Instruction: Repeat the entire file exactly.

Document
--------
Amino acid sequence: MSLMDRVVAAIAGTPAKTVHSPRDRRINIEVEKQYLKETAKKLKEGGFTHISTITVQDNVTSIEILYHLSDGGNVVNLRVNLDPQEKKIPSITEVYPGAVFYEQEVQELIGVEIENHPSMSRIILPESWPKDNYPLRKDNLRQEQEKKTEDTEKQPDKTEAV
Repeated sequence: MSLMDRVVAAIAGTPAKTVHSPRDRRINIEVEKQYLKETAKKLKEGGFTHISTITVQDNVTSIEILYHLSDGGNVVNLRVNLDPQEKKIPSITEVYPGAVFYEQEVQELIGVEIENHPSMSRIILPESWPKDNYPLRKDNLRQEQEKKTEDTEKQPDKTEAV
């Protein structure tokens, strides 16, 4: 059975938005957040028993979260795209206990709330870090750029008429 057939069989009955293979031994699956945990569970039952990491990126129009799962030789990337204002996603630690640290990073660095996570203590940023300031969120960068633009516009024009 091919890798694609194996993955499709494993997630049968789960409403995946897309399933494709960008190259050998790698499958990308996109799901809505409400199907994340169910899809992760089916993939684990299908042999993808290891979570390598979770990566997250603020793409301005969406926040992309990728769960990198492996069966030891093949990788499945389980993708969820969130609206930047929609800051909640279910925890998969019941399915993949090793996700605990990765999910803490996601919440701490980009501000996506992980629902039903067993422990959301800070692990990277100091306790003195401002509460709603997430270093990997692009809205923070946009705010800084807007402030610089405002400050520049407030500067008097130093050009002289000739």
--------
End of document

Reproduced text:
Amino acid sequence: MSLMDRVVAAIAGTPAKTVHSPRDRRINIEVEKQYLKETAKKLKEGGFTHISTITVQDNVTSIEILYHLSDGGNVVNLRVNLDPQEKKIPSITEVYPGAVFYEQEVQELIGVEIENHPSMSRIILPESWPKDNYPLRKDNLRQEQEKKTEDTEKQPDKTEAV
Repeated sequence: MSLMDRVVAAIAGTPAKTVHSPRDRRINIEVEKQYLKETAKKLKEGGFTHISTITVQDNVTSIEILYHLSDGGNVVNLRVNLDPQEKKIPSITEVYPGAVFYEQEVQELIGVEIENHPSMSRIILPESWPKDNYPLRKDNLRQEQEKKTEDTEKQPDKTEAV
């Protein structure tokens, strides 16, 4: 059975938005957040028993979260795209206990709330870090750029008429 057939069989009955293979031994699956945990569970039952990491990126129009799962030789990337204002996603630690640290990073660095996570203590940023300031969120960068633009516009024009 091919890798694609194996993955499709494993997630049968789960409403995946897309399933494709960008190259050998790698499958990308996109799901809505409400199907994340169910899809992760089916993939684990299908042999993808290891979570390598979770990566997250603020793409301005969406926040992309990728769960990198492996069966030891093949990788499945389980993708969820969130609206930047929609800051909640279910925890998969019941399915993949090793996700605990990765999910803490996601919440701490980009501000996506992980629902039903067993422990959301800070692990990277100091306790003195401002509460709603997430270093990997692009809205923070946009705010800084807007402030610089405002400050520049407030500067008097130093050009002289000739």